The End of DACA, At Least For Now
Attorney General Jeff Sessions announced today that the Trump Administration is rescinding the Deferred Action for Childhood Arrivals (DACA) program.
DACA was created through a memorandum in 2012 which gave individuals who entered the United States as children the ability to work—and sometimes travel—for periods of two years at a time.
The program is being rescinded in six (6) months, on March 5, 2018. The administration claims it is giving Congress this time to enact legislation to protect the individuals currently protected under DACA, and I previously wrote about the Dream Act of 2017 which would do just that. Unless and until that legislation is passed and signed by the President, DACA protections will end on March 5.
The memorandum issued by the Department of Homeland Security specifies what will happen between today and March 5th. The Department will:
- Adjudicate filed pending DACA initial requests and associated applications for employment authorization that were already accepted by the Department as of September 5, 2017;
- Reject all DACA initial requests and associated applications for employment authorization filed after September 5, 2017;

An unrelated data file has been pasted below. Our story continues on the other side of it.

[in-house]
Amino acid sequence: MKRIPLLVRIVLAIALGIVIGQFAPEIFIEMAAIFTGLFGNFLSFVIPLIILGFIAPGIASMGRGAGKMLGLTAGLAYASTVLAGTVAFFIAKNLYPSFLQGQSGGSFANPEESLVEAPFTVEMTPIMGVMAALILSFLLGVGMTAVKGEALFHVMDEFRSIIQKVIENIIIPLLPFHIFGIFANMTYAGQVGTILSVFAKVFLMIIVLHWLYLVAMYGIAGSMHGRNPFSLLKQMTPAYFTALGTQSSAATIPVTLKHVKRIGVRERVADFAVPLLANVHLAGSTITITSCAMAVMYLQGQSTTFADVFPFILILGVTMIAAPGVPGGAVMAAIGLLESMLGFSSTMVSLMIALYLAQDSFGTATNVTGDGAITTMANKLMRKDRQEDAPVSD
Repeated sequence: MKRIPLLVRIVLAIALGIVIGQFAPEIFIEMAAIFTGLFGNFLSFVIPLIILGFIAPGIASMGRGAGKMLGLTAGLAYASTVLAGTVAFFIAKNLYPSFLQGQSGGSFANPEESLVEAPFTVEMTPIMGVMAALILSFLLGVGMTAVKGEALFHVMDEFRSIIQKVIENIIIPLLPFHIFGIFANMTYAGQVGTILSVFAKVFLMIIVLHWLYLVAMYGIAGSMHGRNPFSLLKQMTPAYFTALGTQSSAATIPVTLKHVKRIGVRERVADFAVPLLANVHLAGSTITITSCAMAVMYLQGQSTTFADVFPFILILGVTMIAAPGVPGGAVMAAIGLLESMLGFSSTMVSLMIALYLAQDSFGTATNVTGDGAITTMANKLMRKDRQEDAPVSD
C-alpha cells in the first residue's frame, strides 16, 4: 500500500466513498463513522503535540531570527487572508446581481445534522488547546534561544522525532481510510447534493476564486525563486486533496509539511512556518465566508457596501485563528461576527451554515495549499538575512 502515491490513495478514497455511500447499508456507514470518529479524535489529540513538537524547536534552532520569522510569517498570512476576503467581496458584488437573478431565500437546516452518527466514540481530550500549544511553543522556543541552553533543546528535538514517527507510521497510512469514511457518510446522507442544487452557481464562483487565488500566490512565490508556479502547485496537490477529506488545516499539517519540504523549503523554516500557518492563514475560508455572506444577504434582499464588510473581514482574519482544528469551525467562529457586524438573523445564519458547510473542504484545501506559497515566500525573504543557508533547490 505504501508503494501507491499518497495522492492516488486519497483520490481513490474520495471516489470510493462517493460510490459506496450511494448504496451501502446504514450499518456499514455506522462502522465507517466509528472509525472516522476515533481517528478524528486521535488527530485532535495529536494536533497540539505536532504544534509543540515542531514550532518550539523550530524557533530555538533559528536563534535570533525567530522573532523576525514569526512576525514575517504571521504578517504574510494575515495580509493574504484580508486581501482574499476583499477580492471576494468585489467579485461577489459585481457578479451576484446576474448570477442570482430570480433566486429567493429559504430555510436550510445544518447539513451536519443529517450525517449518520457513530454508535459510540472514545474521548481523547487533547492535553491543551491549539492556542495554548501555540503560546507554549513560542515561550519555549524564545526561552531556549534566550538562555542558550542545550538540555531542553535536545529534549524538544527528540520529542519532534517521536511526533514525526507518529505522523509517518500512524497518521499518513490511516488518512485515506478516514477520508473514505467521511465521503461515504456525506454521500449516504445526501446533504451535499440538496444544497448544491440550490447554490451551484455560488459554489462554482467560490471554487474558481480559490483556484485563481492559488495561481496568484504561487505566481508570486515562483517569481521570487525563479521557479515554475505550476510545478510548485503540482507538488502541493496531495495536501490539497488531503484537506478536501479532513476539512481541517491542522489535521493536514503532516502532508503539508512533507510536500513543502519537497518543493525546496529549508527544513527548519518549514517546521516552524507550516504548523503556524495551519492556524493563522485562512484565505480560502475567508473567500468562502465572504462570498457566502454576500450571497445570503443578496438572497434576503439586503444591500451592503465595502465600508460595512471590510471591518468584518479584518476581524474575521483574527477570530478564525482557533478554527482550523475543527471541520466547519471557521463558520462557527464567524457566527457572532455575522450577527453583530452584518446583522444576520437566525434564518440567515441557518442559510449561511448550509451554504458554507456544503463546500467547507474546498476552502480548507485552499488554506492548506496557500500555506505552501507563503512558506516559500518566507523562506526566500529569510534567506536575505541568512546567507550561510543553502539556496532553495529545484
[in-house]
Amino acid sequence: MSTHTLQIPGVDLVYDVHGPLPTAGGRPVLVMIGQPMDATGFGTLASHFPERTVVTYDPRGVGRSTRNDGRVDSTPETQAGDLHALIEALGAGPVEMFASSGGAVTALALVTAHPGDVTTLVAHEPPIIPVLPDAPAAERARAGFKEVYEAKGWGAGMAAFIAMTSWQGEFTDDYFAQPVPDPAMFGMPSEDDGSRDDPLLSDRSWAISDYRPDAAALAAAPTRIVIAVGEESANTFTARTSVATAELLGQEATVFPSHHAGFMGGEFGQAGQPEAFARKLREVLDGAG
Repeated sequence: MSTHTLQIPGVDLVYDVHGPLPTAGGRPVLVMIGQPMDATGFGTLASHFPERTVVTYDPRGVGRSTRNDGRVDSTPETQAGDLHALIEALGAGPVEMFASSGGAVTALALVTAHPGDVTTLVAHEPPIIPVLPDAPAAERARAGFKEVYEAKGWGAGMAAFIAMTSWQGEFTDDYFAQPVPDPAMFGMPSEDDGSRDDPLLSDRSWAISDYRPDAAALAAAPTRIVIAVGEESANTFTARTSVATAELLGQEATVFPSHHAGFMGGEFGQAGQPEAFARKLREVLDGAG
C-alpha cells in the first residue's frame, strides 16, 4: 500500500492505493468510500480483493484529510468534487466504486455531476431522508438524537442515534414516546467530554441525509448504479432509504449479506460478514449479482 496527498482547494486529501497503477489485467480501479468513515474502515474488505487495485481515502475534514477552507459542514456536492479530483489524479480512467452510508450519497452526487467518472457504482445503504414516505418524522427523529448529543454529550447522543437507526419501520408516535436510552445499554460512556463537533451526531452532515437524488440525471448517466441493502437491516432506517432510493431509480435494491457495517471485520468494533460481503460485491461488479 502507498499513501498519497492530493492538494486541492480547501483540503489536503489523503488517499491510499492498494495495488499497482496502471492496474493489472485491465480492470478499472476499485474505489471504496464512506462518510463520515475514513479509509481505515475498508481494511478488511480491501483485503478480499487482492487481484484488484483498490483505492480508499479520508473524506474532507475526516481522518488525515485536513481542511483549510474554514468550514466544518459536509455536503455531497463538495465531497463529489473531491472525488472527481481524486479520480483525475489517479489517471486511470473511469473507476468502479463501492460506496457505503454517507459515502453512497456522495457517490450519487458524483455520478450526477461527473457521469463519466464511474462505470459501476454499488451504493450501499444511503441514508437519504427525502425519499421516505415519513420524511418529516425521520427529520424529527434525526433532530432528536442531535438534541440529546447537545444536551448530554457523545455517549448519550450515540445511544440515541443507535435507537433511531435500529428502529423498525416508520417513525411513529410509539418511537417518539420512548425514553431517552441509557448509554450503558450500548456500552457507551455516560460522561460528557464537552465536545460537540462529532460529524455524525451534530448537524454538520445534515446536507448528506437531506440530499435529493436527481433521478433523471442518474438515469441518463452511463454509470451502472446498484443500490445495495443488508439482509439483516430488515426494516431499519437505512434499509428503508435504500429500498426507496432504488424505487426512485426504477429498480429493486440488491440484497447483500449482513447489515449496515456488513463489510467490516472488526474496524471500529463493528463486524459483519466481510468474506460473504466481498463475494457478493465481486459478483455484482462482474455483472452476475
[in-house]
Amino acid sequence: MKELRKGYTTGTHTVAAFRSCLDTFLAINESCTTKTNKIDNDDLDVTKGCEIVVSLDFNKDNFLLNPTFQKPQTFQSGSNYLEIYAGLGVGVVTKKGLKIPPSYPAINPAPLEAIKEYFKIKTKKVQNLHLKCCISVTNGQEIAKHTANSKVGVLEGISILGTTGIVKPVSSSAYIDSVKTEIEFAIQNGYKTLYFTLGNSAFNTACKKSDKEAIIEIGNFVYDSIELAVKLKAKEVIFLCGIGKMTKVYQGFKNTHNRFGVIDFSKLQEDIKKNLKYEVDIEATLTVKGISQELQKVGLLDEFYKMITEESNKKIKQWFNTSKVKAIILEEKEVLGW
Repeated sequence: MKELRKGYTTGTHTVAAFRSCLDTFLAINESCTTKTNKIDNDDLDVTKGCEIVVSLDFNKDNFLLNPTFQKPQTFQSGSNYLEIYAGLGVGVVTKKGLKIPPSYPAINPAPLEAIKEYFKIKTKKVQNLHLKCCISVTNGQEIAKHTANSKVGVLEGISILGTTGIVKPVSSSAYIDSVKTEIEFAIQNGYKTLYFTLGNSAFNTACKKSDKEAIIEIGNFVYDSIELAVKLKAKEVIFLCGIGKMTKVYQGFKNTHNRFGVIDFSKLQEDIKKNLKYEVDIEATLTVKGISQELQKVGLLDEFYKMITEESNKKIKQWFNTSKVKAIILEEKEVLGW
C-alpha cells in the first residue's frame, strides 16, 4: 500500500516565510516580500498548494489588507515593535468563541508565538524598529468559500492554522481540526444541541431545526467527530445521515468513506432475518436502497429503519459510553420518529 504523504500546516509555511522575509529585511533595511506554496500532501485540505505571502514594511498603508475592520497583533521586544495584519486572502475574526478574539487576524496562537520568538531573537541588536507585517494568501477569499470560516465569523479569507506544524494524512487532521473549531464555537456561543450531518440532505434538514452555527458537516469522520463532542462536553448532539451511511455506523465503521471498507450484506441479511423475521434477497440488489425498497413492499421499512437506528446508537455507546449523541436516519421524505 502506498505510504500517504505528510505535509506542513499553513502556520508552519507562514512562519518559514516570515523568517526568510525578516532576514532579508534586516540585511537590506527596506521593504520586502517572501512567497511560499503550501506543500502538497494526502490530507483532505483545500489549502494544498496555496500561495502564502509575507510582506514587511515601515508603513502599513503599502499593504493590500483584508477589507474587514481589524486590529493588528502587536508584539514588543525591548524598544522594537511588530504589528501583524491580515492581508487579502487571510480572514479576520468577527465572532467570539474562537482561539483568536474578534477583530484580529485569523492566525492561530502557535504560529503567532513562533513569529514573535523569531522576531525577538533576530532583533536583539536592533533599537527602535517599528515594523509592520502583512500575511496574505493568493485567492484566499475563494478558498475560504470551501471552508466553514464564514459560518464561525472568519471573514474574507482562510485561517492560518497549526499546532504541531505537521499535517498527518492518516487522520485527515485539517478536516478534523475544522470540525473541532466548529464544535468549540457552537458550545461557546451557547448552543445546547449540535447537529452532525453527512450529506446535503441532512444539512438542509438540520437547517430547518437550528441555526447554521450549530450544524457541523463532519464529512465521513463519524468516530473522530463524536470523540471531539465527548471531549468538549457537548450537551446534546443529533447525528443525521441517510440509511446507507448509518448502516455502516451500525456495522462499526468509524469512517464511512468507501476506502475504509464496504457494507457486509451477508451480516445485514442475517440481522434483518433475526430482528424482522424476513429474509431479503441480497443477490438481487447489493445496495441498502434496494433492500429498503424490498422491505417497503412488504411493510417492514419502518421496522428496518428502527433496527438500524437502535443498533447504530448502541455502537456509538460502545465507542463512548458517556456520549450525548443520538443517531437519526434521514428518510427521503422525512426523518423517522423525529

- Adjudicate filed pending DACA renewal requests and associated applications for employment authorization accepted as of September 5, 2017;
- Adjudicate filed pending DACA renewal requests and associated applications for employment authorization for individuals whose benefits will expire between September 5, 2017 and March 5, 2018 that are filed and accepted by October 5, 2017;
- Reject all DACA renewal requests and associated applications for employment authorization filed after October 5, 2017;
- Allow previously approved deferred action or employment authorization to stay valid until the date of expiration;
- Not approve any new applications for advance parole associated with DACA applications but will honor the validity period for previously granted advance parole documents;
- Close all pending applications for advance parole associated with DACA applications and issue refunds.
The most important dates to remember from this memorandum are October 5, 2017 and March 5, 2018. If an individual has a current DACA benefit and/or employment authorization document that expires on or before March 5, 2018, it is imperative to file a renewal as soon as possible and before October 5, 2017.
The other important aspect of this announcement is that previously granted deferred action and employment authorization remains valid—notwithstanding any criminal or other reasons for the benefit to terminate—until the expiration date.
If you have been previously granted a DACA benefit and have questions about your immigration status, contact our law firm for a consultation. If you have a DACA benefit that expires on or before March 5, 2018, contact an attorney to renew your benefits as soon as possible. The attorneys at Joseph Law Firm are happy to help.